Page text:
High Blood Pressure: A Major Risk Factor for Stroke

By Christian Goodman

October 29 is World Stroke Day. Promoted by the World Stroke Organization, the topic of World Stroke Day this year is "What can I do?"

The World Stroke Organization states, you can learn to identify risk elements and symptoms of stroke - and do something about them.

High blood pressure (hypertension) is a major risk factor for stroke as well as heart disease. Poor nutrition, lack of exercise, obesity, and smoking all elevate the risk of stroke and hypertension.

A stroke is rather like a heart attack, but is located in the brain. Stroke occurs when a blood clot blocks a blood vessel and interrupts blood flow to the brain. A lack of blood flow causes brain damage; brain cells begin to die. Stroke may create weakness in limbs, paralyzed limbs, or loss of ability to speak.

Stroke is the third leading cause of death in America and the leading cause of adult disability. Up to 80 percent of strokes are preventable with healthy lifestyle choices.

"Stroke is not an inevitable consequence of ageing," points out Professor Lars Ryden of the Karolinska Institute in Stockhom. "So by identifying and modifying risk factors, there are openings to reduce the incidence and death rate of this catastrophic condition."

Around the world, stroke is the second leading cause of death (second only to heart disease), accounting for nearly 6 million deaths per year. The number of stroke victims continues to climb worldwide.

High blood pressure is the most important risk factor for stroke. The Framingham Heart Study found that hypertension doubles the risk of stroke. Smoking also doubles the risk of stroke.

To lower the risk of stroke, you can stop smoking (if you smoke), lose weight, lower blood pressure, eat healthier foods, and exercise regularly. Excessive alcohol consumption and excessive salt intake also raise the risk for high blood pressure as well as stroke. Regular exercise is the key to losing weight, lowering blood pressure, and lowering your risk of stroke.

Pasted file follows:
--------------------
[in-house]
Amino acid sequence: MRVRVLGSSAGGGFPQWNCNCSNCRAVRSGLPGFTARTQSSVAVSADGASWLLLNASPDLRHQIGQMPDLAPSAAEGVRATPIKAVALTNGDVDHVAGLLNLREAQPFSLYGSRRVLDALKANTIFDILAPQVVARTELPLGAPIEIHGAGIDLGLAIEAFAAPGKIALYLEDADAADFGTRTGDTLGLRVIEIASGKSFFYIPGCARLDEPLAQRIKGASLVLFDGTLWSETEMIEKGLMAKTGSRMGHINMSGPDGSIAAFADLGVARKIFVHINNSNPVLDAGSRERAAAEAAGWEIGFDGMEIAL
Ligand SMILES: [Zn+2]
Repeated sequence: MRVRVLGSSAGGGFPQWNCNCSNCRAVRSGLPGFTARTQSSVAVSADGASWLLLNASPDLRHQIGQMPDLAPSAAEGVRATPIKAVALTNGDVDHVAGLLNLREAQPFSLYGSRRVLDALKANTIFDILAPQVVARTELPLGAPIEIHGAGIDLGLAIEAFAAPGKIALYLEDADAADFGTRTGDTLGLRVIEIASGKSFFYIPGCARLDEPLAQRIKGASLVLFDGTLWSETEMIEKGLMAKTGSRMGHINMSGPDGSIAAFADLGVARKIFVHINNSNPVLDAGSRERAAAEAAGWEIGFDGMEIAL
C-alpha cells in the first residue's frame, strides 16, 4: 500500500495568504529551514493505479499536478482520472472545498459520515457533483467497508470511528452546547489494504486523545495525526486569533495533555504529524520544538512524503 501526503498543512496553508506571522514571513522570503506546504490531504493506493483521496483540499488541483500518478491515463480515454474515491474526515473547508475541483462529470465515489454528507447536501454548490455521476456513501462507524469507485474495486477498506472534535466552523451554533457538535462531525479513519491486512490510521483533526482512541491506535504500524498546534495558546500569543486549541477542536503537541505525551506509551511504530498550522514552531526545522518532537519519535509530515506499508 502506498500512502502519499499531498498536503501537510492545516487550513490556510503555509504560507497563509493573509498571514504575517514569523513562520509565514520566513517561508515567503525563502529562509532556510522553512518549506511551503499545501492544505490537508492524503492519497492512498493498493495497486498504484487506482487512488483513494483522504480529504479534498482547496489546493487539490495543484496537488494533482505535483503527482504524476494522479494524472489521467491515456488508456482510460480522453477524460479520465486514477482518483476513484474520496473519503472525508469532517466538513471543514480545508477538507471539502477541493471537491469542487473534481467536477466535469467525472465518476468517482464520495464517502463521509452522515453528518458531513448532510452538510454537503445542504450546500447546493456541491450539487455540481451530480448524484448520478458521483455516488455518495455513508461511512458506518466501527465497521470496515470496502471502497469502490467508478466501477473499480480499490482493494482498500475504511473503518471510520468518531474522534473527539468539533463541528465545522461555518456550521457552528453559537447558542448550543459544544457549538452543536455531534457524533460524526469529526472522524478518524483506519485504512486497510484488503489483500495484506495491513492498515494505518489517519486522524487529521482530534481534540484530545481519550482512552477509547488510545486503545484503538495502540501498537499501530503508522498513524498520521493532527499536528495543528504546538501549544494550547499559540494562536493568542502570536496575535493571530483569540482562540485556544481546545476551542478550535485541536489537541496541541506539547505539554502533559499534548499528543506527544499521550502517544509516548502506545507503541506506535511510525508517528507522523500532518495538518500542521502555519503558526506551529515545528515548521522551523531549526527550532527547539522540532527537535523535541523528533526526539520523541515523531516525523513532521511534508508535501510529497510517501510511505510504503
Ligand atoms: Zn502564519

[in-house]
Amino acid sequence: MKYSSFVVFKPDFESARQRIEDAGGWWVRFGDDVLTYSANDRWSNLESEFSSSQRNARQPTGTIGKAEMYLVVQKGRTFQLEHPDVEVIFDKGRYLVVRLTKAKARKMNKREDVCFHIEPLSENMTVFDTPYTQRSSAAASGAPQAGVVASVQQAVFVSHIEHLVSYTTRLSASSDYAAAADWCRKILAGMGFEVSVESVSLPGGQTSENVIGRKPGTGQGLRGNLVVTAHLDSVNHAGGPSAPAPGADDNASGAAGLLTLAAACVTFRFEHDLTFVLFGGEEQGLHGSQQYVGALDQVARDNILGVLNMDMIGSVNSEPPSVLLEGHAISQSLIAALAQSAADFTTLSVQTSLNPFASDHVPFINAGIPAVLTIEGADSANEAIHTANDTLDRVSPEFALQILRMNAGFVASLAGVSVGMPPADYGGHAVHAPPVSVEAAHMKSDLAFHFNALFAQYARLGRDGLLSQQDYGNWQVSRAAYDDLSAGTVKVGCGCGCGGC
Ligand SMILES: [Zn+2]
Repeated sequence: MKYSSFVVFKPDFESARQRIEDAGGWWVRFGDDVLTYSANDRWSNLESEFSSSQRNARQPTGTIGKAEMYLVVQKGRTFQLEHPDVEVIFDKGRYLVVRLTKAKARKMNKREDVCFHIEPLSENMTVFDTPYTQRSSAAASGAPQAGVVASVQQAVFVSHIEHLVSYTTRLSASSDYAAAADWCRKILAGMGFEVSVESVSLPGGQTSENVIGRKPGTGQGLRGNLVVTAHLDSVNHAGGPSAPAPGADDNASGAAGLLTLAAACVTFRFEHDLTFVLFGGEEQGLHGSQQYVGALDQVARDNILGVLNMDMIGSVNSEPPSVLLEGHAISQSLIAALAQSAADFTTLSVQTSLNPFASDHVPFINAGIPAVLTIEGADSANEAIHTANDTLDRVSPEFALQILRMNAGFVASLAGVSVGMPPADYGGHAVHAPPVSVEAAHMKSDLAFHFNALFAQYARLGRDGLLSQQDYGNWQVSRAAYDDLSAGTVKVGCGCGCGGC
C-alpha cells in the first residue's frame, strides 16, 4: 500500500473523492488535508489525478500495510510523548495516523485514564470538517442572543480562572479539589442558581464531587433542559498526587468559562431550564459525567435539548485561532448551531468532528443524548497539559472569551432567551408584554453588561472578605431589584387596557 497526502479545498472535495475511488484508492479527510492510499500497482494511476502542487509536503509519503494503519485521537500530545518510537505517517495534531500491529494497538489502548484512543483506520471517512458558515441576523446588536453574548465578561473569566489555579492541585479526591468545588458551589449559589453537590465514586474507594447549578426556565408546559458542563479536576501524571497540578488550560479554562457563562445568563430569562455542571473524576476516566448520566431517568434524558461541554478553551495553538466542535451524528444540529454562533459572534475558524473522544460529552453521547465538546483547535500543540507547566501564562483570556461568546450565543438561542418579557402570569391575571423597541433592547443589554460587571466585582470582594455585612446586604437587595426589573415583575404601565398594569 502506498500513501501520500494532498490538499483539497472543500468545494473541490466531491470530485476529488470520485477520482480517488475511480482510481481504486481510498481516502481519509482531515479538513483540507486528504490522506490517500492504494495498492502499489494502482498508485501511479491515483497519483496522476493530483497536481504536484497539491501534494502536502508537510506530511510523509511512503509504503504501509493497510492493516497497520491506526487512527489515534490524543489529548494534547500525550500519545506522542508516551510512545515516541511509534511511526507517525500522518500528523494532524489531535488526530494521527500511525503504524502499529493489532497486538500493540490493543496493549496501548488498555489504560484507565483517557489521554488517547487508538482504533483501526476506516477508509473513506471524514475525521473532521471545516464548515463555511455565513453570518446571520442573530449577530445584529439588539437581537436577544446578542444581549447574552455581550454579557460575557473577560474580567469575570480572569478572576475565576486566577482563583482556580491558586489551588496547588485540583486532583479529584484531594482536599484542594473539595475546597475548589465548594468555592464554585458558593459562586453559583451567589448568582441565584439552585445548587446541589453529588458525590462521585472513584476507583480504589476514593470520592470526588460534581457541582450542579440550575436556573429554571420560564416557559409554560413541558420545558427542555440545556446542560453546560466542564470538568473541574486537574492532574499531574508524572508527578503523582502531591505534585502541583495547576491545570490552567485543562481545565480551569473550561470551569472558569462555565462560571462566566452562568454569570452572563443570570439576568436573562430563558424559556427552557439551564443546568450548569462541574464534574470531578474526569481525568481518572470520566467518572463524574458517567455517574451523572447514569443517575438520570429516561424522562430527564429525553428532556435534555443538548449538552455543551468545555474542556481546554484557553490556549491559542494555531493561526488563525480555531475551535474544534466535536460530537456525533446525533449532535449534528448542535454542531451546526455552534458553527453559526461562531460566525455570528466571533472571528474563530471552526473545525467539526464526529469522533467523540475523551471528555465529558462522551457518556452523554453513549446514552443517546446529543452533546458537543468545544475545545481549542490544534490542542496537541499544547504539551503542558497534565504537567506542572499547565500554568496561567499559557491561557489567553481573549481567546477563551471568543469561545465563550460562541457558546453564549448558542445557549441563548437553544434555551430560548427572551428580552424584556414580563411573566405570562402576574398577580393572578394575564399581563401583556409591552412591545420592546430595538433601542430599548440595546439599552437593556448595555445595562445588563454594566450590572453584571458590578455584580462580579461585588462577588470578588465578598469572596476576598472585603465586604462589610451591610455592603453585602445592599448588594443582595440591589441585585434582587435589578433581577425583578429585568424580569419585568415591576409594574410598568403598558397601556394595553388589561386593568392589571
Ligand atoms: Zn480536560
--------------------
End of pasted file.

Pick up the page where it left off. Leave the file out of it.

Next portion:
Walking is an exceptional exercise, and you have no excuses to avoid walking. If the weather is bad outside, you can walk indoors in a mall, for instance. One Japanese study discovered that regular vigorous walking reduced the risk of stroke by upwards of 20 percent. In a similar Finnish study, researchers found that leisure-time physical activity is a preventative of stroke. Lying on the couch and watching television might seem like the most relaxing activity, but when that's your only leisure-time activity, then it's actually creating more stress and anxiety within your body. You must maintain physical activity levels to release that stress and keep your body healthy.

Summarizing, to lower your risk of stroke, follow these simple suggestions: Stop smoking. Walk or exercise daily. Eat five servings of fruit and vegetables each day. Keep your blood pressure and cholesterol levels within healthy ranges.

See high blood pressure exercises for more tips on lowering blood pressure naturally.

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